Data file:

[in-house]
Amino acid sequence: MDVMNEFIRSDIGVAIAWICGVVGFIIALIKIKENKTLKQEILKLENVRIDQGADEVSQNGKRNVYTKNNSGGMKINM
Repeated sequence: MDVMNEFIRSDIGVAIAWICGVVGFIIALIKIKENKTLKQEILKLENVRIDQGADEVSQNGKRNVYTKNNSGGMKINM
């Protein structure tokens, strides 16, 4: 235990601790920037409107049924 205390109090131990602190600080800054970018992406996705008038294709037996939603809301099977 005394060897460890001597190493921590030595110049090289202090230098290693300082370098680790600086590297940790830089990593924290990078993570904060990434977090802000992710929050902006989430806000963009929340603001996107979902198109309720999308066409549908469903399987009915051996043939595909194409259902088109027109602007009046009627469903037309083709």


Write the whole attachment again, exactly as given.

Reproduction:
[in-house]
Amino acid sequence: MDVMNEFIRSDIGVAIAWICGVVGFIIALIKIKENKTLKQEILKLENVRIDQGADEVSQNGKRNVYTKNNSGGMKINM
Repeated sequence: MDVMNEFIRSDIGVAIAWICGVVGFIIALIKIKENKTLKQEILKLENVRIDQGADEVSQNGKRNVYTKNNSGGMKINM
């Protein structure tokens, strides 16, 4: 235990601790920037409107049924 205390109090131990602190600080800054970018992406996705008038294709037996939603809301099977 005394060897460890001597190493921590030595110049090289202090230098290693300082370098680790600086590297940790830089990593924290990078993570904060990434977090802000992710929050902006989430806000963009929340603001996107979902198109309720999308066409549908469903399987009915051996043939595909194409259902088109027109602007009046009627469903037309083709």